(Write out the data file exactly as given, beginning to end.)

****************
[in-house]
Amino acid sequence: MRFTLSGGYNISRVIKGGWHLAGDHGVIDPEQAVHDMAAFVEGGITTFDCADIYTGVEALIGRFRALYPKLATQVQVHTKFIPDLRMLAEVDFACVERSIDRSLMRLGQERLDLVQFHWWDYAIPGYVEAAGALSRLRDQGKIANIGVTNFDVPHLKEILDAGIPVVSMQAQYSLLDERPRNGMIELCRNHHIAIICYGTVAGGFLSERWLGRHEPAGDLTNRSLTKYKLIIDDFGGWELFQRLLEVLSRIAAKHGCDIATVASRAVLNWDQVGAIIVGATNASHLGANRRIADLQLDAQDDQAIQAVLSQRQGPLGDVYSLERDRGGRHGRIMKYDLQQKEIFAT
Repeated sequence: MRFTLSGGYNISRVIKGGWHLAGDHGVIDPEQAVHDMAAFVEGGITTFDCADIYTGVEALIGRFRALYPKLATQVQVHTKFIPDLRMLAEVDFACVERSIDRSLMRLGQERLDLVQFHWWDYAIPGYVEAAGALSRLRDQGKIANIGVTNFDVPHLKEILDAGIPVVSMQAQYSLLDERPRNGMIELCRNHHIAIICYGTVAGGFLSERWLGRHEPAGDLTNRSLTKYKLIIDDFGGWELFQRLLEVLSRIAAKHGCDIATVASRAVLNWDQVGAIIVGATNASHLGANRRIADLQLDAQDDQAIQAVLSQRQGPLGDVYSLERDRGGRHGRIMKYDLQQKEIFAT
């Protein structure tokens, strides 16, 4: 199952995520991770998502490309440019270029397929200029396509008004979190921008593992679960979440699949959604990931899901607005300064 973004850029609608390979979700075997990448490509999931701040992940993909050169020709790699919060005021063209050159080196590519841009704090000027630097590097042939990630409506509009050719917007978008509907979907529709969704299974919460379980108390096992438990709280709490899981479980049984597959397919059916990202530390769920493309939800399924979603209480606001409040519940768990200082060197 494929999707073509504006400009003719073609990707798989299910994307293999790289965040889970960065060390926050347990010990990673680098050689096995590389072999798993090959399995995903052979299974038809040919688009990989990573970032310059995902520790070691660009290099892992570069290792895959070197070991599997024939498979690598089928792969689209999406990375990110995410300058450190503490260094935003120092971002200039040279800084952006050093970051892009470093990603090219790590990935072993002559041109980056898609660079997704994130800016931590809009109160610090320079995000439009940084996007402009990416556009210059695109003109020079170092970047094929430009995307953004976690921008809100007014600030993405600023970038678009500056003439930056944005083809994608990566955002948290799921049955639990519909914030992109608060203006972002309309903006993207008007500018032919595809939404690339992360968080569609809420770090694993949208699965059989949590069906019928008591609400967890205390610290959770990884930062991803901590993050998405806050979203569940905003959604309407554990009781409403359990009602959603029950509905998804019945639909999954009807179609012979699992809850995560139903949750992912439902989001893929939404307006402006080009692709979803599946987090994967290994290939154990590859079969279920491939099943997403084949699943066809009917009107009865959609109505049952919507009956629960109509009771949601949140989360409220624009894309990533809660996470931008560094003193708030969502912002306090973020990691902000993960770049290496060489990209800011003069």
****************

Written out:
[in-house]
Amino acid sequence: MRFTLSGGYNISRVIKGGWHLAGDHGVIDPEQAVHDMAAFVEGGITTFDCADIYTGVEALIGRFRALYPKLATQVQVHTKFIPDLRMLAEVDFACVERSIDRSLMRLGQERLDLVQFHWWDYAIPGYVEAAGALSRLRDQGKIANIGVTNFDVPHLKEILDAGIPVVSMQAQYSLLDERPRNGMIELCRNHHIAIICYGTVAGGFLSERWLGRHEPAGDLTNRSLTKYKLIIDDFGGWELFQRLLEVLSRIAAKHGCDIATVASRAVLNWDQVGAIIVGATNASHLGANRRIADLQLDAQDDQAIQAVLSQRQGPLGDVYSLERDRGGRHGRIMKYDLQQKEIFAT
Repeated sequence: MRFTLSGGYNISRVIKGGWHLAGDHGVIDPEQAVHDMAAFVEGGITTFDCADIYTGVEALIGRFRALYPKLATQVQVHTKFIPDLRMLAEVDFACVERSIDRSLMRLGQERLDLVQFHWWDYAIPGYVEAAGALSRLRDQGKIANIGVTNFDVPHLKEILDAGIPVVSMQAQYSLLDERPRNGMIELCRNHHIAIICYGTVAGGFLSERWLGRHEPAGDLTNRSLTKYKLIIDDFGGWELFQRLLEVLSRIAAKHGCDIATVASRAVLNWDQVGAIIVGATNASHLGANRRIADLQLDAQDDQAIQAVLSQRQGPLGDVYSLERDRGGRHGRIMKYDLQQKEIFAT
């Protein structure tokens, strides 16, 4: 199952995520991770998502490309440019270029397929200029396509008004979190921008593992679960979440699949959604990931899901607005300064 973004850029609608390979979700075997990448490509999931701040992940993909050169020709790699919060005021063209050159080196590519841009704090000027630097590097042939990630409506509009050719917007978008509907979907529709969704299974919460379980108390096992438990709280709490899981479980049984597959397919059916990202530390769920493309939800399924979603209480606001409040519940768990200082060197 494929999707073509504006400009003719073609990707798989299910994307293999790289965040889970960065060390926050347990010990990673680098050689096995590389072999798993090959399995995903052979299974038809040919688009990989990573970032310059995902520790070691660009290099892992570069290792895959070197070991599997024939498979690598089928792969689209999406990375990110995410300058450190503490260094935003120092971002200039040279800084952006050093970051892009470093990603090219790590990935072993002559041109980056898609660079997704994130800016931590809009109160610090320079995000439009940084996007402009990416556009210059695109003109020079170092970047094929430009995307953004976690921008809100007014600030993405600023970038678009500056003439930056944005083809994608990566955002948290799921049955639990519909914030992109608060203006972002309309903006993207008007500018032919595809939404690339992360968080569609809420770090694993949208699965059989949590069906019928008591609400967890205390610290959770990884930062991803901590993050998405806050979203569940905003959604309407554990009781409403359990009602959603029950509905998804019945639909999954009807179609012979699992809850995560139903949750992912439902989001893929939404307006402006080009692709979803599946987090994967290994290939154990590859079969279920491939099943997403084949699943066809009917009107009865959609109505049952919507009956629960109509009771949601949140989360409220624009894309990533809660996470931008560094003193708030969502912002306090973020990691902000993960770049290496060489990209800011003069």